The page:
Australian & New Zealand Childrens Haematology/Oncology Group


Spotlight Series – Helen Starosta

Helen Starosta
Paediatric Oncology & Haematology Clinical Nurse Consultant
Paediatric Oncology Service, Tasmania
Royal Hobart Hospital

Helen has seen the treatment pathways for Tasmanian children diagnosed with cancer evolve during her time nursing at Royal Hobart Hospital. “I have been doing this a long time,” reflects Helen. “With these changes have come a number of challenges, but I love the personalised care that we can provide by being an oncology unit in a small state.”

The vast majority of Tasmanian children diagnosed with cancer are referred to Royal Hobart Hospital, where – depending on their diagnosis and geographical location – may continue their treatment in Hobart, re-locate to Melbourne or can have some of their treatment at Launceston.

“One of our biggest challenges is ensuring that staff are appropriately trained to administer chemotherapy to paediatric patients. We have excellent support through philanthropy to assist with nursing education. Our other significant challenge is ensuring sufficient nursing staff in Hobart as our workload has changed with the opening of clinical trials.”

Currently, Helen (as the Clinical Nurse Consultant) and one Registered Nurse make up the nursing staff in the Paediatric Oncology-Haematology Clinic. In addition to young cancer patients, they also treat children with non-malignant haematological conditions, bleeding disorders (Tasmanian Haemophilia Treatment Centre), immunodeficiencies and provide a range of other services such as INR management.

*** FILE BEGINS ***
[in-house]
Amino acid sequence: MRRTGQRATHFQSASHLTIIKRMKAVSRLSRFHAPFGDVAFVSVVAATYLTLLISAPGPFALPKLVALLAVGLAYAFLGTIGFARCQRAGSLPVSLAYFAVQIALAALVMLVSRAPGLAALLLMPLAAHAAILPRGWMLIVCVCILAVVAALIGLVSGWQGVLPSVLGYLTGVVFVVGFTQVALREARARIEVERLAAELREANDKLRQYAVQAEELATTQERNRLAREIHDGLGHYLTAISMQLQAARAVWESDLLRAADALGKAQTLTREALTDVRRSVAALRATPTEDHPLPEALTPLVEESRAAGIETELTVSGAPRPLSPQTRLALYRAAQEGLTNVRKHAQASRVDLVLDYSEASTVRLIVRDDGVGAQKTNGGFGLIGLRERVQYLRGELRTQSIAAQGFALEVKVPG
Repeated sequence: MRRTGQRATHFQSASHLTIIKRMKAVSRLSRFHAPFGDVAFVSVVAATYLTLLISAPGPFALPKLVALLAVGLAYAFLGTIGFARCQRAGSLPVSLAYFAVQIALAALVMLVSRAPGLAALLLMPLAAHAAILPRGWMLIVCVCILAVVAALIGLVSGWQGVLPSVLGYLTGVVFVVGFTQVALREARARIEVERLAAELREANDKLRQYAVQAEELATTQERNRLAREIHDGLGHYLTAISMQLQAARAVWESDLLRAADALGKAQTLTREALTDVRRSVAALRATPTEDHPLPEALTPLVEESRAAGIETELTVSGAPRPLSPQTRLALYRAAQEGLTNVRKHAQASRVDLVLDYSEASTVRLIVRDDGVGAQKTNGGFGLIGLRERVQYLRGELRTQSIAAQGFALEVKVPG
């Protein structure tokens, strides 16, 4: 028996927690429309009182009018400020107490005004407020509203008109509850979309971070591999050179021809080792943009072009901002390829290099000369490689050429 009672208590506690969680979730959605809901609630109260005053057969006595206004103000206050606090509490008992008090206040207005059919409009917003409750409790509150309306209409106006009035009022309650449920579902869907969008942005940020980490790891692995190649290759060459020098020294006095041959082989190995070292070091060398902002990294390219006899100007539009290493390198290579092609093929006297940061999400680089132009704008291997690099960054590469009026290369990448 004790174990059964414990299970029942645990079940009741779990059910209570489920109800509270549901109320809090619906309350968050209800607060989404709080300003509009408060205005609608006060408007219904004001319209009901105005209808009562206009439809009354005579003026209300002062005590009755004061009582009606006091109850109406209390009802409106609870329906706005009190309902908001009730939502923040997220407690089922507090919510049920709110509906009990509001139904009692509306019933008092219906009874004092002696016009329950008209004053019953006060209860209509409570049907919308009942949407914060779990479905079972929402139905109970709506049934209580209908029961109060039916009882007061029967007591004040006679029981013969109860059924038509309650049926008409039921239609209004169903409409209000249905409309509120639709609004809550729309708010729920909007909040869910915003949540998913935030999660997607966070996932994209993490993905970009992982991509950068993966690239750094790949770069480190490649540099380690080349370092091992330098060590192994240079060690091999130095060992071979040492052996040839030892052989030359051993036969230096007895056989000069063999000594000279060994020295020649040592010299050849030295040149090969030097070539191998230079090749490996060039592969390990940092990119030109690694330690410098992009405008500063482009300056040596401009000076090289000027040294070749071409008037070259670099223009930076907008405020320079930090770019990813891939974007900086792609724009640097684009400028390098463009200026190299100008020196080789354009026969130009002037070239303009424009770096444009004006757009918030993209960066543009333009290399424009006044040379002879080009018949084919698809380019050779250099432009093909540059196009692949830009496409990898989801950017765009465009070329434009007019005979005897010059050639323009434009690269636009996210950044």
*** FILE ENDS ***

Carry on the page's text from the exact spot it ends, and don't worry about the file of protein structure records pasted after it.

“Like many units around Australia, our nursing workforce is already at capacity. We know that opening clinical trials are essential to ensure Tasmanian children have access to the best treatments closer to home, but I think there is an underestimation of the nursing contribution when a child participates in a trial.”

COVID-19 has further stretched their resources. While Tasmania has remained relatively unaffected thus far, an early outbreak in the north west of the state triggered a range of infection-control strategies, many of which remain in place.

Helen began her nursing career in the general paediatric ward, which included oncology patients. At that time, Tasmania did not offer a paediatric nursing course, so Helen moved to Sydney, where her training included a paediatric oncology rotation. Upon her return to Tasmania, she provided cover in the paediatric oncology clinic, and then moved to Great Ormond Street Hospital (UK).

“I learnt so much, but it was always a temporary change. I love Hobart, and the variety and autonomy in a smaller unit suits me. We get to know our patients so well.”

When asked what the future holds in this area, Helen cites the potential for growth and enhancing oncology services throughout Tasmania. “Increasing the nursing workforce is central to providing quality care and supporting our patients and their families. I would also like to see formalised mechanisms established to offer older AYA patients access to paediatric clinical trials – we should be maximising these opportunities. Why shouldn’t the children and young people of Tasmania get the best expert medical and nursing care where possible?”

Below are the different health professionals and researchers we have shone a light on during September